In terms of both safety and consumer appeal, it would be difficult to overstate the importance of food packaging design. Neither quality can be neglected in packaging design for any brand that wants long-term success. Consumer packaged goods are fast moving and turn over quickly. How they are packaged determines how efficiently they can be shipped, how easily they can be shelved by retailers, and how well they appeal to the consumers that shop those retailers.
While non-consumer facing packaging is primarily concerned with getting products to retailers and onto store shelves efficiently, even more is expected of unit packaging—the package that the consumer picks off the shelf and places in their cart. These food packaging designs must appeal to the senses, appeal to the consumer’s need for convenience, and stand out in a world in which consumer attention is constantly being demanded by competing products and marketing messages.
The ubiquity of the internet has lowered the average consumer’s resistance to trying new things, and that can be a double-edged sword for brands. While consumers are happy to try new products and new brands, they also refuse to put up with products that tax their patience with clunky, environmentally irresponsible, or difficult-to-use packaging. Getting food packaging design right is part art and part science.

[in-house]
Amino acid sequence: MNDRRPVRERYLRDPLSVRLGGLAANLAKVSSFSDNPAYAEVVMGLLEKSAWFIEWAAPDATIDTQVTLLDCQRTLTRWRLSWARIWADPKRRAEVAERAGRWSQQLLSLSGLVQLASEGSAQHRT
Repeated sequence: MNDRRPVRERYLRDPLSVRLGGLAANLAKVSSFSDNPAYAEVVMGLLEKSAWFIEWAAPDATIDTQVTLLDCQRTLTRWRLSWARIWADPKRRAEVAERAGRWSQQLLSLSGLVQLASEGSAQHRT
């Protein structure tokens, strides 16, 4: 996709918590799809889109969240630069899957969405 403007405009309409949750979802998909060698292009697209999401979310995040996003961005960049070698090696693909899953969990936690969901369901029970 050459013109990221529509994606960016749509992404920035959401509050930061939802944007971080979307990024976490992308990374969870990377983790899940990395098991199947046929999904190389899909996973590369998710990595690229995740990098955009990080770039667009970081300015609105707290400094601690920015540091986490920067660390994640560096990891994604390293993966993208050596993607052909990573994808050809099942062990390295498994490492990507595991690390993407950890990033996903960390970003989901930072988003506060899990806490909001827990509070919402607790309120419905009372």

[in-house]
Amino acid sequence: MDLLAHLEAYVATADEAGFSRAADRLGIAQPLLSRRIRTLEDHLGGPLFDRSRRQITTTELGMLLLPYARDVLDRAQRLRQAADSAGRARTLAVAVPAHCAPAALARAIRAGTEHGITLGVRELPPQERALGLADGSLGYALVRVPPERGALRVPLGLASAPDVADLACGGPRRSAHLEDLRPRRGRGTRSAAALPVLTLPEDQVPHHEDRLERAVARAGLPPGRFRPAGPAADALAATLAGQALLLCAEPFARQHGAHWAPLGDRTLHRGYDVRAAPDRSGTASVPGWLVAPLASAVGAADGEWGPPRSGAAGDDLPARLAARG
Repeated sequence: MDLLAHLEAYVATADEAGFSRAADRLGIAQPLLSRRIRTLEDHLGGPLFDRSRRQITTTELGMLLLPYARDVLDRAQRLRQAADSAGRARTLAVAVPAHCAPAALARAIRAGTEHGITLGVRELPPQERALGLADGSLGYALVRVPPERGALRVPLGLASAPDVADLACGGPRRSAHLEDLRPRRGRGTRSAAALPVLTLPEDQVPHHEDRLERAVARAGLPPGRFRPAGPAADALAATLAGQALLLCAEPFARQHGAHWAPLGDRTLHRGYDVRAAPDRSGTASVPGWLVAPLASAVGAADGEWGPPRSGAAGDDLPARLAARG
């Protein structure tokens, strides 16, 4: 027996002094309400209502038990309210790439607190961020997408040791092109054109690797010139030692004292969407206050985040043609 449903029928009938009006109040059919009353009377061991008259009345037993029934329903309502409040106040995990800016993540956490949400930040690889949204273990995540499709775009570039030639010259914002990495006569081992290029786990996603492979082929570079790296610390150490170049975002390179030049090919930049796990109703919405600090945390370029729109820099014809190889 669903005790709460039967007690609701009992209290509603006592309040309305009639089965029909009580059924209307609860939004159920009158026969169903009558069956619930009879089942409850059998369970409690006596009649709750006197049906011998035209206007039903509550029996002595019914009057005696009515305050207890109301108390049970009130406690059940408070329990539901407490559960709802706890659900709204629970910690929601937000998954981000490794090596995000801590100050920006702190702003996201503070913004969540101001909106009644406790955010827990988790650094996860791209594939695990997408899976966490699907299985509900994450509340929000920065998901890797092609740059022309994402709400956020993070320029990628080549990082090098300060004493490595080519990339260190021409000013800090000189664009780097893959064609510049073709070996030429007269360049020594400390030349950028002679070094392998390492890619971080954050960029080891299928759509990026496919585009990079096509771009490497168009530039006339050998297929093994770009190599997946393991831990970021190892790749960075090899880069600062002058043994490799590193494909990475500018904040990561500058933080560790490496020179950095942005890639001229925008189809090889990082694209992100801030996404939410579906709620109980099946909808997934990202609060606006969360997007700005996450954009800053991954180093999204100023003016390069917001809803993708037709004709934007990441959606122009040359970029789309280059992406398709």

Sometimes the Packaging Is More Recognizable Than the Product
CPG packaging must communicate both what your brand represents and how it will improve the customer’s life. The fact is, most consumers are bombarded with branding messages and have neither the time nor desire to compare and contrast all their options. So they use shortcuts, often in the form of their response to a product’s packaging.
Packaging tells your customers why your brand is better, and there are cases where packaging says the equivalent of perhaps thousands of words with the absolute minimum of text. We all know what the Tiffany blue jewelry box represents, for example, though most of us would be hard-pressed to recognize a piece of jewelry outside its packaging as a Tiffany product.
Such iconic design is difficult in the CPG space, but not necessarily impossible. If, for example, a well-loved brand of cream cheese starts producing and selling butter, it would only make sense that the butter packaging reflect the same qualities that consumers love in their cream cheese packaging. Brands that are easily recognized across a range of products have an advantage over those that are not.
There Is No Substitute for Market Understanding
To get food packaging design “right” in terms of customer appeal, you have to understand your target consumers in depth. How old are they? Do they skew male or female? What types of work do they do? Do they have children? How much disposable income do they have? Do they consider your product a staple, or as a small luxury?